31 Aug Career Mastered Top 50 Companies for Women
Our “Top 50” Companies for women come from extensive research on women in the board room, the overall percentage of female employees, female managers and executives, and results relating to the commitment and actions that a company is taking to make women’s advancement a part of the overall company culture.
“Behind every successful man is a good woman” was a common phrase in the first half of the twentieth century. Those were the days when women “knew their place” – in the kitchen, and in the bedroom. This is not to say that women didn’t contribute outside the home – they did – but it was rare for a woman to have employment, and rarer still rise to any managerial position, much less the C Suite.
During World War II, General Electric offered on-the-job engineering training for women with degrees in mathematics and physics, but only because the war created a serious shortage of engineers as men were drafted into the armed forces. When the men came home, the women were sent home. Even in the late 50s and 60s, when large numbers of women began to choose careers beyond being a “homemaker,” the options were slim. Women didn’t become executives, astronauts, physicians. They became teachers, secretaries, nurses.
Those few women who were major contributors were often kept quiet, behind the scenes. No credit was given to the woman whose World War II era design became the basis for what we today call WiFi – even though that woman was also an internationally recognized film star named Hedy Lamar. Fifty years ago, everyone knew the names John Glenn, Neil Armstrong, “Buzz” Aldrin and Michael Collins. But Mary Jackson, Katherine Johnson, and Dorothy Vaughan’s names were not on the tip of anyone’s tongue. Yet, without their genius as mathematicians at what would later become NASA, John Glenn’s 1962 mission as the first American to orbit the earth would have ended in disaster. They were African-American women working in a segregated office. It took more than a half century for their story to be told.
We’ve come a long way in the century since we won the right to vote. Today’s women are a large percentage of the American workforce and economy, many stepping into executive positions within major corporations. We’re moving out of the “bored” room and into the Board Room.
Career Mastered Magazine conducted extensive external research of current statistical public data of Fortune 500 companies, top large, medium and small private companies, and large and medium non-profit companies. We analyzed the percentage of women working within these companies, the percentage of executive-level women within the company, the percentage of supplier diversity contracting spent with women and minorities, and the percentages of diversity and inclusion of women and minorities in hiring and advancement to board levels.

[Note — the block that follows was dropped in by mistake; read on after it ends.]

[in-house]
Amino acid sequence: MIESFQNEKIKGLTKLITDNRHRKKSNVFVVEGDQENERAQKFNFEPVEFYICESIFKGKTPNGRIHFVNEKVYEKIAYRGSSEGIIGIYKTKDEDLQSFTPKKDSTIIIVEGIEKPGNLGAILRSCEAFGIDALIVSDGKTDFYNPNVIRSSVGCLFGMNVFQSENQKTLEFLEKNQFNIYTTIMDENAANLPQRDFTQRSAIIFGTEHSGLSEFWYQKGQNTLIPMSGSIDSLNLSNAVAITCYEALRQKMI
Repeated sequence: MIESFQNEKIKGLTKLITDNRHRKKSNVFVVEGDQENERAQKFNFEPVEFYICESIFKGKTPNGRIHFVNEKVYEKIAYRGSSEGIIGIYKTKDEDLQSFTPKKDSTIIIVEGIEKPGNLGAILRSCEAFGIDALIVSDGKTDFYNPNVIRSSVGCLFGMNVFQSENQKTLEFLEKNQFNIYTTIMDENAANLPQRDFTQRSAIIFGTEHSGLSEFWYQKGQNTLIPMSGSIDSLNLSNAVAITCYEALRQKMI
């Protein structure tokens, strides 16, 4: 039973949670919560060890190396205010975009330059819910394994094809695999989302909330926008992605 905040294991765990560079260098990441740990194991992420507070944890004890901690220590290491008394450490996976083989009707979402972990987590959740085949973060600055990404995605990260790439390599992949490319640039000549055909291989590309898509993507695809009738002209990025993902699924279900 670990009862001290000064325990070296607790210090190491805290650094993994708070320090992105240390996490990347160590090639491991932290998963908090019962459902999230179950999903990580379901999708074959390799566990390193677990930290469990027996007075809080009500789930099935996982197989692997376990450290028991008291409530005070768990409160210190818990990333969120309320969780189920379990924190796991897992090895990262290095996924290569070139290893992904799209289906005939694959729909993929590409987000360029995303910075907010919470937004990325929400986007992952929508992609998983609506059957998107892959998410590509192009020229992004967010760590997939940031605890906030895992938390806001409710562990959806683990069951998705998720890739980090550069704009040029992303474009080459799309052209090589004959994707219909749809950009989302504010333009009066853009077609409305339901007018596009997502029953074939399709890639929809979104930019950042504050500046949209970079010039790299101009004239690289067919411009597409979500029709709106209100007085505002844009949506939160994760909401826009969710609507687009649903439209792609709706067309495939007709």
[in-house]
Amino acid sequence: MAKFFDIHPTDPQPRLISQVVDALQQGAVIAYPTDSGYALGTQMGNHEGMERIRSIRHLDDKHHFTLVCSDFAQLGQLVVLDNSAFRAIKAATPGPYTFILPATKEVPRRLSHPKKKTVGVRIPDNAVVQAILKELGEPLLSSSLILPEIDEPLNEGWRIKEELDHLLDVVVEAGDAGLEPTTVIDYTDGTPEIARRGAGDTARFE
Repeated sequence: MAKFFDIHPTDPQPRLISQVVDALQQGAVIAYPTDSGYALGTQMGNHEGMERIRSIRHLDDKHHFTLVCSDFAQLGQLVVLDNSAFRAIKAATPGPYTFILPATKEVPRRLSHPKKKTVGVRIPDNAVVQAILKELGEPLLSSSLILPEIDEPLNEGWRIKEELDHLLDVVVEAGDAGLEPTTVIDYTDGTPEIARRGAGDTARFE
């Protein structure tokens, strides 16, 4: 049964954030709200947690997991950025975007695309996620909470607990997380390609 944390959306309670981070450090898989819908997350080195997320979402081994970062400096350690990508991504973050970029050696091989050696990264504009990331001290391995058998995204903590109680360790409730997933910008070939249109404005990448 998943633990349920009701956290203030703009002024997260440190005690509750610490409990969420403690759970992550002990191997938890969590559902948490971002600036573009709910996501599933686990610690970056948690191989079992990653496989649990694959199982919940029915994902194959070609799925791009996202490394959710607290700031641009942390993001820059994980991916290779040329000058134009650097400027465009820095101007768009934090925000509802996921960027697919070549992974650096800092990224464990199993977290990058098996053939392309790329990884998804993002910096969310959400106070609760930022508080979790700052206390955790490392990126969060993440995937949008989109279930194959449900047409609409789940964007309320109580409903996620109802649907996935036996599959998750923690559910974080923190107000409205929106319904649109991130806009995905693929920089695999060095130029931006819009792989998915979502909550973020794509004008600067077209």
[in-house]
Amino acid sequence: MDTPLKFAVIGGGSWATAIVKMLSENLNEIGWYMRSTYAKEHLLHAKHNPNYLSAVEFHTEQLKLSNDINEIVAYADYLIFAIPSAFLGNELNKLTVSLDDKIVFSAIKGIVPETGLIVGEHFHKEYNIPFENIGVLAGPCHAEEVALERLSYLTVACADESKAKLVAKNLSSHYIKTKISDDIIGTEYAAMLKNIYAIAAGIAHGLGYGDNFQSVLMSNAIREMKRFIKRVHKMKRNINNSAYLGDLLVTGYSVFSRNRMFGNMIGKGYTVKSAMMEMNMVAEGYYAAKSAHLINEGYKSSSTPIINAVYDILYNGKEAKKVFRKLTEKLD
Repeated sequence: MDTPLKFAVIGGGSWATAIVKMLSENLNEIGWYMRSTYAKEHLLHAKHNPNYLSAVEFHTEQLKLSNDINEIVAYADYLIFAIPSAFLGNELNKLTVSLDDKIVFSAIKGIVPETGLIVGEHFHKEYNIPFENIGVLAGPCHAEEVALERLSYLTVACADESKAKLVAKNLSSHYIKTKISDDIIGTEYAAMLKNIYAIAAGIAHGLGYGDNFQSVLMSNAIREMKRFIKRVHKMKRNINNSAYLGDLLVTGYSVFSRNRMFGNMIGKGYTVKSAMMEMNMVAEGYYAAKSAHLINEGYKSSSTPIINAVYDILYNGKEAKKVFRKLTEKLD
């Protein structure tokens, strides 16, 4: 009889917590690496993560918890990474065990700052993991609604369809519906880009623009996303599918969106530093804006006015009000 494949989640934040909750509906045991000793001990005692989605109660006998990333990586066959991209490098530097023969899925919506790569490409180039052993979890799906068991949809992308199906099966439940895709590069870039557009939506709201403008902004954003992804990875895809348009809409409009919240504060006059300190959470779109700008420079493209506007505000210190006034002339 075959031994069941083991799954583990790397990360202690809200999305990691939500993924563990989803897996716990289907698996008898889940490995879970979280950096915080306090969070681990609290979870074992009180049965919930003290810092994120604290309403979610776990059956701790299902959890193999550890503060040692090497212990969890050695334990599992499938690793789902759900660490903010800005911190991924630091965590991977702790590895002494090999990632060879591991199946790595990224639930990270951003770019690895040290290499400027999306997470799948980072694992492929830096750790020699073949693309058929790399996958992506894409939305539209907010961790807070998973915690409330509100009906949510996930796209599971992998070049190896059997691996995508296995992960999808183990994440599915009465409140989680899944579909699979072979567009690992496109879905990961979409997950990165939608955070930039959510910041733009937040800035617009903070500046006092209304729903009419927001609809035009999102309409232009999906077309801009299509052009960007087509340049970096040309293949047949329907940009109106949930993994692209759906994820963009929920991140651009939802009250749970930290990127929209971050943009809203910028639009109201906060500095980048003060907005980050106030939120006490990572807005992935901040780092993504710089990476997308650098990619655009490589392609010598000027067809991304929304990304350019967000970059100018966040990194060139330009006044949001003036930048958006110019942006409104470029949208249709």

Companies with the highest percentages of overall diverse women, executive level women, board positions for women, and procurement with women and minorities were chosen from various industries.
We analyzed data and consistent patterns that showed a commitment to diversity and inclusion on various Top 50/100 Lists. We also made sure there was a commitment to implementing diversity and inclusion programs and policies.
We reviewed key results relating to the company’s commitment and actions taken to make women’s advancement a part of the overall culture and fiber. This included the establishment of diversity departments, diversity councils, mentoring programs, and leadership opportunities. We wanted to make sure recruitment and outreach initiatives were geared toward diverse populations and hiring initiatives/practices that included diversity.
The Top Ten
While every one of the Top 50 companies deserves applause, we give special notice to our Top Ten, whose involvement with and commitment to women in the workplace is exemplary. Representing a variety of industries, the Career Mastered Top Ten Companies for women are, in alphabetical order:
About the Author:
Linda Anger is a poet, fiction writer, and essayist whose business and creative works have been featured in publications such as Michigan PRIME, Black Engineer Magazine, Profiles in Diversity Journal, MultiCultural Law Journal, Mused-the Bella Online Journal, Still Crazy Magazine, Sweeping the Floors in the Full Crumb Cafe, and the Almost Touching Anthology. She is the founder and president of The Write Concept, Inc., a marketing communications company based in SE Michigan.